This recipe was given to my friend Veronica Ryback by Bernard Pacaud, chef-owner of L’Ambroisie in Paris, in 1984. Since then the restaurant has acquired a second and a third Michelin star and moved to the Place des Vosges. This mousse is suave in every way, surprisingly easy tomake, truly ambrosial. If you have a glut of peppers, you can freeze the finished mousse to thaw later in the refrigerator.

2 pounds very red bell peppers (about 8 peppers)
1½ cups chicken stock
2 envelopes unflavored gelatin
¼ to ½ teaspoon salt, or to taste
¼ teaspoon cayenne pepper, or to taste (Veronica’s interpolation)
1 cup heavy cream
Vegetable oil for mold

Roast the peppers under the broiler or on a grill, turning them as the skins blister and blacken. Let them cool, then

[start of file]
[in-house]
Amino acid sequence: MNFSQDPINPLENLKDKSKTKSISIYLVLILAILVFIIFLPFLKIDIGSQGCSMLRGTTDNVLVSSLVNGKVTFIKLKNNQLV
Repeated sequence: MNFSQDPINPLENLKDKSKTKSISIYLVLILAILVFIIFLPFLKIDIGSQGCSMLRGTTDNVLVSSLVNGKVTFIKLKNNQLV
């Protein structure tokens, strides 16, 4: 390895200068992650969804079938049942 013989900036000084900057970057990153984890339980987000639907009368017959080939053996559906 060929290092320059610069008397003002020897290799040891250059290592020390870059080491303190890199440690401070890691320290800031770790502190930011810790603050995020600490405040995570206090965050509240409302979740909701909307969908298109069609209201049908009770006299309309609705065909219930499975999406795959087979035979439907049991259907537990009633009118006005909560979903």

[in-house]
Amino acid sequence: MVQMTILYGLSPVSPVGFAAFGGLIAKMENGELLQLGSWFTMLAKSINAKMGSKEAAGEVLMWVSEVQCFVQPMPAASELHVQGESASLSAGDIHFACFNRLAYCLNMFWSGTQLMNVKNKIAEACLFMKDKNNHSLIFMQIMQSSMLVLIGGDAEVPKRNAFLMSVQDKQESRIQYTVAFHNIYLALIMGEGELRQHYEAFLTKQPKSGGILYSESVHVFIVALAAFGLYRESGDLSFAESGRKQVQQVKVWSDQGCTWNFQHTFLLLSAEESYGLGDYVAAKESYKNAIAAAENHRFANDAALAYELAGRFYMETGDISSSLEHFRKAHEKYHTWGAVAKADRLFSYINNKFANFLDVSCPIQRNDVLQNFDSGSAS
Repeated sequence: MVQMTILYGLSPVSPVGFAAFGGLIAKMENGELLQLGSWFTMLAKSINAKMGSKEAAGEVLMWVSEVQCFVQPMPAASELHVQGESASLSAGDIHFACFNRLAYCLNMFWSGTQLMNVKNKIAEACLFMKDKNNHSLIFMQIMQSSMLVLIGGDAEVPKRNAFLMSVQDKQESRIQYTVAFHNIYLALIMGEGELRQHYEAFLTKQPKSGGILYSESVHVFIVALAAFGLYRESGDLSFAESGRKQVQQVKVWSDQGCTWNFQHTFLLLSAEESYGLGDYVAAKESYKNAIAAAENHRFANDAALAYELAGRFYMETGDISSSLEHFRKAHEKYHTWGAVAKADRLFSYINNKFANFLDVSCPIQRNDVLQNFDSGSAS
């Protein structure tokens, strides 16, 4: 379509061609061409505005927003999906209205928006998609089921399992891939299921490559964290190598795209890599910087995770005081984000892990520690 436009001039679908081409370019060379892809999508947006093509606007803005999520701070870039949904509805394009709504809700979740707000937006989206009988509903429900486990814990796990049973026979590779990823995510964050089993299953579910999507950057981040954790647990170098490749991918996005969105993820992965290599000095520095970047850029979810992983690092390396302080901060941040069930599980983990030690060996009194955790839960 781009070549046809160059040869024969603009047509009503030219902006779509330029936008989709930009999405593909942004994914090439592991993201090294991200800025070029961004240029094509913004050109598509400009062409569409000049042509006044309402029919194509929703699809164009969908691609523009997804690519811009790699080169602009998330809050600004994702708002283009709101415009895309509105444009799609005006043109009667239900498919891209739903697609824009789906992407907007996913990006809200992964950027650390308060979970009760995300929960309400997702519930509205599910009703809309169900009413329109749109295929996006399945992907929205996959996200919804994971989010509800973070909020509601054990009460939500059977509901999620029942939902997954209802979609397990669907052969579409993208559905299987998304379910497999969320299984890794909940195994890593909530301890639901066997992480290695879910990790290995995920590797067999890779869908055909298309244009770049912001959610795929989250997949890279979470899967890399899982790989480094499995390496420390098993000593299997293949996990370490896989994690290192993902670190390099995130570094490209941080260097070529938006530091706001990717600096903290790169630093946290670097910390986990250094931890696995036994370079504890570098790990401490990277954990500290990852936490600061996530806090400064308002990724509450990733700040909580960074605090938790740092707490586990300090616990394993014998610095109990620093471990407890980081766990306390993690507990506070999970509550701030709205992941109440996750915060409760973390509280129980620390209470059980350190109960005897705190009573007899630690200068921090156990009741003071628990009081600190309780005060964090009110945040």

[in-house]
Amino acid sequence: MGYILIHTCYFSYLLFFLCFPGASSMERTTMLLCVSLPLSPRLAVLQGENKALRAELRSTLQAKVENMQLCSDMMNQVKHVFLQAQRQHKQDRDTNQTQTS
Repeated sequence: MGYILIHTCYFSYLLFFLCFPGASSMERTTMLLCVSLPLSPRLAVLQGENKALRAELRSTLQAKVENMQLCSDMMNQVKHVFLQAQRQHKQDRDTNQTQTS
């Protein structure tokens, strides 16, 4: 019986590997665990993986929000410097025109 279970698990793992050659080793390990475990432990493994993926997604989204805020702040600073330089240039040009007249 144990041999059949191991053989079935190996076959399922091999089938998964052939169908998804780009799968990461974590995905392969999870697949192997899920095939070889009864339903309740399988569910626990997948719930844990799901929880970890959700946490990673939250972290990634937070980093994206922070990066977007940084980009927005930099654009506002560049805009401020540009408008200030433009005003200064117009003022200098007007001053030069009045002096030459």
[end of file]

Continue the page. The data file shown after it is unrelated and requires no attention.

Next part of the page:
slip off the skins, pull out the stems and remove the seeds. Put the pepper flesh in a saucepan with the chicken stock.
Bring to a boil; cover and simmer until tender but still very red, about 5 minutes. With a slotted spoon, remove the
peppers, leaving all the liquid in the pan. Thoroughly purée the pepper flesh in a food processor or blender; there
should be about 2 cups. Scrape the pepper purée into a bowl and whisk in the gelatin.

Boil to reduce the reserved liquid in the pan to about ½ cup.

Stir the hot liquid into the gelatin mixture in the bowl. Season
to taste with salt and cayenne. Set the bowl aside to
cool but not chill, so the gelatin does not set.

In another bowl, whip the cream until it makes soft peaks.

Fold it into the pepper-gelatin mixture just until the streaks of white disappear.

Lightly smear vegetable oil on the inside of a 4-cup mold. Carefully pour the pepper mixture into the mold; cover
tightly with plastic wrap and chill it overnight. To serve, unmold the mousse onto a serving dish and garnish with greens. Serve it in thin slices.

Makes 8–12 servings.